that his constitutional rights were violated by
Steppenbacker's actions. The Eighth Amendment imposes a
constitutional limitation on the power of the states to
punish those convicted of crimes. Punishment may not be
“barbarous” nor may it contravene society's
“evolving standards of decency.” Rhodes v.
Chapman, 452 U.S. 337, 346 (1981). The Eighth Amendment
protects inmates by requiring that “prison officials
... ensure that inmates receive adequate food, clothing,
shelter, and medical care, and ...‘take reasonable
measures to guarantee the safety of the inmates.' ”
Farmer v. Brennan, 511 U.S. 825, 832 (1994) (quoting
Hudson v. Palmer, 468 U.S. 517, 526-27 (1984)).
This, however, does not mandate that a prisoner be free from
discomfort or inconvenience during his or her incarceration.
Ivey v. Wilson, 832 F.2d 950, 954 (6th Cir. 1987)
(quoting Rhodes, 452 U.S. at 346). Prisoners are not
entitled to unfettered access to the medical treatment of
their choice, see Hudson v. McMillian, 503 U.S. 1, 9
(1992), nor can they “expect the amenities,
conveniences and services of a good hotel.” Harris
v. Fleming, 839 F.2d 1232, 1235 (7th Cir. 1988); see
Thaddeus-X v. Blatter, 175 F.3d 378, 405 (6th Cir.
1999). In sum, the Eighth Amendment affords the
constitutional minimum protection against conditions of
confinement which constitute health threats, but does not
address those conditions which cause the prisoner to feel
merely uncomfortable or which cause aggravation or annoyance.
Hudson, 503 U.S. at 9-10 (requiring extreme or grave
Supreme Court in Wilson v. Seiter, 501 U.S. 294, 298
(1991), set forth a framework for courts to use when deciding
whether certain conditions of confinement constitute cruel
and unusual punishment prohibited by the Eighth Amendment.
Plaintiff must first plead facts which, if true, establish
that a sufficiently serious deprivation has occurred.
Id. Seriousness is measured in response to
“contemporary standards of decency.”
Hudson, 503 U.S. at 8. Routine discomforts of prison
life do not suffice. Id. Only deliberate
indifference to serious medical needs or extreme deprivations
regarding the conditions of confinement will implicate the
protections of the Eighth Amendment. Id. at 9.
Plaintiff must also establish a subjective element showing
the prison officials acted with a sufficiently culpable state
of mind. Id. Deliberate indifference is
characterized by obduracy or wantonness, not inadvertence or
good faith error. Whitley v. Albers, 475 U.S. 312,
319 (1986). Liability cannot be predicated solely on
negligence. Id. A prison official violates the
Eighth Amendment only when both the objective and subjective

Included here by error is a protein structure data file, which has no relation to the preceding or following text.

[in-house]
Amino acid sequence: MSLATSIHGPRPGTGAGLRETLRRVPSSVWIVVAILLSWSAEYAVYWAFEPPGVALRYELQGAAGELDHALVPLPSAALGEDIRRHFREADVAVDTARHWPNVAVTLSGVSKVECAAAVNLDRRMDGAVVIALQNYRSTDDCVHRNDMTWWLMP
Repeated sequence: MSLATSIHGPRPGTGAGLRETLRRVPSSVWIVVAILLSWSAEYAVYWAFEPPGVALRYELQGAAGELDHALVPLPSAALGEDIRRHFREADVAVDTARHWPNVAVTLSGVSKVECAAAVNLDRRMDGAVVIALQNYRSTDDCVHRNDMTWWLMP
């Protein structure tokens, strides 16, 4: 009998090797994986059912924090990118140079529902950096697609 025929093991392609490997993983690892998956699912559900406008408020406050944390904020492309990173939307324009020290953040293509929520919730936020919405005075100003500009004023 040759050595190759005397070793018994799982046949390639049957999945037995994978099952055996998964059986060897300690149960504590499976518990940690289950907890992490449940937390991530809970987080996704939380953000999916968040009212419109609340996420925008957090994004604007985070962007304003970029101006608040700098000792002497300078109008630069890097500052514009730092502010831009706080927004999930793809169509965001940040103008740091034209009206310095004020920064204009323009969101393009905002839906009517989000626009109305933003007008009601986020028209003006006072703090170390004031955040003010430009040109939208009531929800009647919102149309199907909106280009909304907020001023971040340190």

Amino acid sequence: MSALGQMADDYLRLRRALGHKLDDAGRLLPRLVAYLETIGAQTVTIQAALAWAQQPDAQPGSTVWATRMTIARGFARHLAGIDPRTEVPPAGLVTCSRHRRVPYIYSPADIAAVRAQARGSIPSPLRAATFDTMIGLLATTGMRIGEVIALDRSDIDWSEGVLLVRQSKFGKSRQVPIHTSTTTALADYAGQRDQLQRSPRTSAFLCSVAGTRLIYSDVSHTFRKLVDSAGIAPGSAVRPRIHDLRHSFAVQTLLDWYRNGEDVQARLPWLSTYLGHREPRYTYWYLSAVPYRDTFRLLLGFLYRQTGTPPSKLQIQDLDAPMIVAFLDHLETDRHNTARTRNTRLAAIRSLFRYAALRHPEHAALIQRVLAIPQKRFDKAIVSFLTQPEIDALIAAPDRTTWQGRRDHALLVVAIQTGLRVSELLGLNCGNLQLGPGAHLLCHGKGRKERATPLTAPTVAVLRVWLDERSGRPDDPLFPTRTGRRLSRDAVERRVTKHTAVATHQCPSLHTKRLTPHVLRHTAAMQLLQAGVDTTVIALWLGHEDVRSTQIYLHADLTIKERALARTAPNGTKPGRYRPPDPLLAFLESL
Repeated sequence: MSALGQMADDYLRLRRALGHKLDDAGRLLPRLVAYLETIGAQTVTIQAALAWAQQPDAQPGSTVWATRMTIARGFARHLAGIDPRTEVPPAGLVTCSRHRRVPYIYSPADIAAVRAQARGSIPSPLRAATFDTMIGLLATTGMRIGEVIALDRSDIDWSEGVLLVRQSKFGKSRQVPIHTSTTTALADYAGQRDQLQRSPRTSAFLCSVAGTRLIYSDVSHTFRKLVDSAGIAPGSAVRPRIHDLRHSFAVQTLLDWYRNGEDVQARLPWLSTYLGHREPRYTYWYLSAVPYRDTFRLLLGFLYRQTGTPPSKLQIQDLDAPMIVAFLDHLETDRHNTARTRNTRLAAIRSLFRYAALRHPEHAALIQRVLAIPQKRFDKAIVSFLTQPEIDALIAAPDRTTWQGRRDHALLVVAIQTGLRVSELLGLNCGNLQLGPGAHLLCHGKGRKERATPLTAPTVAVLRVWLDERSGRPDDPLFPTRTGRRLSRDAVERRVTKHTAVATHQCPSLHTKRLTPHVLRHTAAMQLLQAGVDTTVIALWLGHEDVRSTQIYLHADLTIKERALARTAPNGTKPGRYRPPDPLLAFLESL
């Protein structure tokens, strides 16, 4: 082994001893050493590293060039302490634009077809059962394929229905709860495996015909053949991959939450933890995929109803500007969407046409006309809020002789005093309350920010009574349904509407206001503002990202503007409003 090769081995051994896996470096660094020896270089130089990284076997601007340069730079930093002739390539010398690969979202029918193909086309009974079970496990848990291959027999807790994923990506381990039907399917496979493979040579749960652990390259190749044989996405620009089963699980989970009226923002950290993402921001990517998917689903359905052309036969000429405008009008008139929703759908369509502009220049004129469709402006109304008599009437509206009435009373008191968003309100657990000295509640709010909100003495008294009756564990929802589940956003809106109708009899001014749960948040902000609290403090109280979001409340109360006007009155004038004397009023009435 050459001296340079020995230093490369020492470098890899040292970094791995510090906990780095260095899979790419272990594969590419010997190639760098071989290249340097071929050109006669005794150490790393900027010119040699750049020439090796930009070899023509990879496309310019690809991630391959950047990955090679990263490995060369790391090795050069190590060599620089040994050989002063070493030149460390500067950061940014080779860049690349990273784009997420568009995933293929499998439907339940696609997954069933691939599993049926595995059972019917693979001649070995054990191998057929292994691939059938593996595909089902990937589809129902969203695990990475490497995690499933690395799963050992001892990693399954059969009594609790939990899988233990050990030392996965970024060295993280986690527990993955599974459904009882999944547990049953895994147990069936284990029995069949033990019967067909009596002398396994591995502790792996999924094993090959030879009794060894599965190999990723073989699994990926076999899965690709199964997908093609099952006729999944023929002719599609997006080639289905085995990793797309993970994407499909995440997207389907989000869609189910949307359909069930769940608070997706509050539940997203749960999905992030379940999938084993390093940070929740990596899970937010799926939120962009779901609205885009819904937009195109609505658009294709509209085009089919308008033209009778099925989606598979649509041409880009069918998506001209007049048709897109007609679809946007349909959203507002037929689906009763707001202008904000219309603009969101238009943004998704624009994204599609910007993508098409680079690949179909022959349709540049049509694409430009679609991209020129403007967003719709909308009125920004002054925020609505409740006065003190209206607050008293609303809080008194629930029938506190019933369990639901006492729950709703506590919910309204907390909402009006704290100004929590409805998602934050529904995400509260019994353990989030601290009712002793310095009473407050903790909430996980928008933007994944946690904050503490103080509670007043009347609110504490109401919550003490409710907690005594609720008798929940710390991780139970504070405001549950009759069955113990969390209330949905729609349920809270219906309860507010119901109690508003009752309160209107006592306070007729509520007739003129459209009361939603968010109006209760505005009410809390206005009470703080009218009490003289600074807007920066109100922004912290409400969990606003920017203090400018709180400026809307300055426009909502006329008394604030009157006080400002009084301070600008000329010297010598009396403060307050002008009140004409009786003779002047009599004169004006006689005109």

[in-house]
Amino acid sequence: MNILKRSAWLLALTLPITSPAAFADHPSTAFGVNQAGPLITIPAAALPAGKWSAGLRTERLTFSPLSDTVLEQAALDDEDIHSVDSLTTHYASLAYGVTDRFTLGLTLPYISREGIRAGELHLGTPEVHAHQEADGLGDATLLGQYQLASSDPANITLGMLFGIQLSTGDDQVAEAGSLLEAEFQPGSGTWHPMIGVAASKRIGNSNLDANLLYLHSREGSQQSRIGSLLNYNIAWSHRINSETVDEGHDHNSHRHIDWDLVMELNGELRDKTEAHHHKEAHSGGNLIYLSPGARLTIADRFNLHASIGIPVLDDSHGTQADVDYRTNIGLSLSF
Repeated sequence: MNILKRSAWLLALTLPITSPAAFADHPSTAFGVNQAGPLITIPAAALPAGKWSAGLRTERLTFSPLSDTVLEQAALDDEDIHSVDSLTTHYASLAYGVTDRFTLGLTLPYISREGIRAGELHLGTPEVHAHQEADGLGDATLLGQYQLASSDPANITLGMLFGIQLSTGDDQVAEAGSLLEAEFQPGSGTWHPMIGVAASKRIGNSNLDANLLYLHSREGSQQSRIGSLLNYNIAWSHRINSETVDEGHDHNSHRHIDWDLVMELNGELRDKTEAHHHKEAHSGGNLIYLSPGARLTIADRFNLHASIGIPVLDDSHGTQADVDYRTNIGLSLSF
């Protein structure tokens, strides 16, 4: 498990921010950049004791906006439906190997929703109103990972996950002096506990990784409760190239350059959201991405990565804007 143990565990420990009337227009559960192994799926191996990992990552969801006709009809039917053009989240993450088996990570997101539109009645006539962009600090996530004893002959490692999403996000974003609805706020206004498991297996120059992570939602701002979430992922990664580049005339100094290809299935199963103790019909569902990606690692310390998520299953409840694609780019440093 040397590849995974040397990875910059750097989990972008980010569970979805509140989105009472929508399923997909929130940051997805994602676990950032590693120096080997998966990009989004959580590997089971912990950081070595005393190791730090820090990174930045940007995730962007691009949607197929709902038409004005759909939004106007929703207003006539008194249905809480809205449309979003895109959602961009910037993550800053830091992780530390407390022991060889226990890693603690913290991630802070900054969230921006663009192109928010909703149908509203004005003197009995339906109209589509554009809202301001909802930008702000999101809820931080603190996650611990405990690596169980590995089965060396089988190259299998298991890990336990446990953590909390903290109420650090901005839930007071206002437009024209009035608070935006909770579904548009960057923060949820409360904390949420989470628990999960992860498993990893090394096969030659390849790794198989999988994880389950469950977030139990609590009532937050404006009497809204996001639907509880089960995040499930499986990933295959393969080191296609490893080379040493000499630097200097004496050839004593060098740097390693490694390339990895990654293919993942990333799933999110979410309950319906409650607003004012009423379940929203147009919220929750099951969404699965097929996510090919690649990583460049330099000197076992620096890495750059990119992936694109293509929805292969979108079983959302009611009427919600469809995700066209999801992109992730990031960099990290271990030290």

requirements are met. Farmer v. Brennan, 511 U.S.
825, 834 (1994).
Plaintiff contends that an Aramark employee called him
“boy” and persisted in doing so after Plaintiff
asked him to stop. Although this behavior was highly
unprofessional, verbal harassment and offensive comments do
not rise to the level of an Eighth Amendment violation.
See Ivey, 832 F.2d at 955; Oltarzewski v.
Ruggiero, 830 F.2d 136, 139 (9th Cir. 1987). Plaintiff
cannot claim Aramark's policy caused Steppenbacker to
violate his constitutional rights.
Plaintiff must identify a policy or custom of Aramark which
Steppenbacker followed when committing the acts in question.
Plaintiff can meet this criteria by demonstrating one of the
following: (1) the existence of an illegal official policy or
legislative enactment; (2) an official with final decision
making authority ratified the illegal actions; (3) the
existence of a policy of inadequate training or supervision;
or (4) the existence of a custom or tolerance or acquiescence
of federal rights violations. Burgess v. Fisher, 735
F.3d 462, 478 (6th Cir. 2013). To establish liability based
on inadequate training or tolerance of federal rights
violations, Plaintiff must allege a clear and consistent
pattern of constitutional violations placing the Defendant on
notice that their continued inaction would amount to
deliberate indifference to the rights of others. Slusher
v. Carson, 540 F.3d 449, 456-57 (6th Cir. 2008); Doe
v. Claiborne County, 103 F.3d 495, 507 (6th Cir. 1996).
Plaintiff does not allege Aramark had a policy or custom of
allowing its employees to refer to inmates in racially
derogatory terms or to harass inmates, nor does he allege an
official with final decision-making authority ratified
Steppenbacker's action. Instead, Plaintiff alleges
Aramark was negligent in promptly ...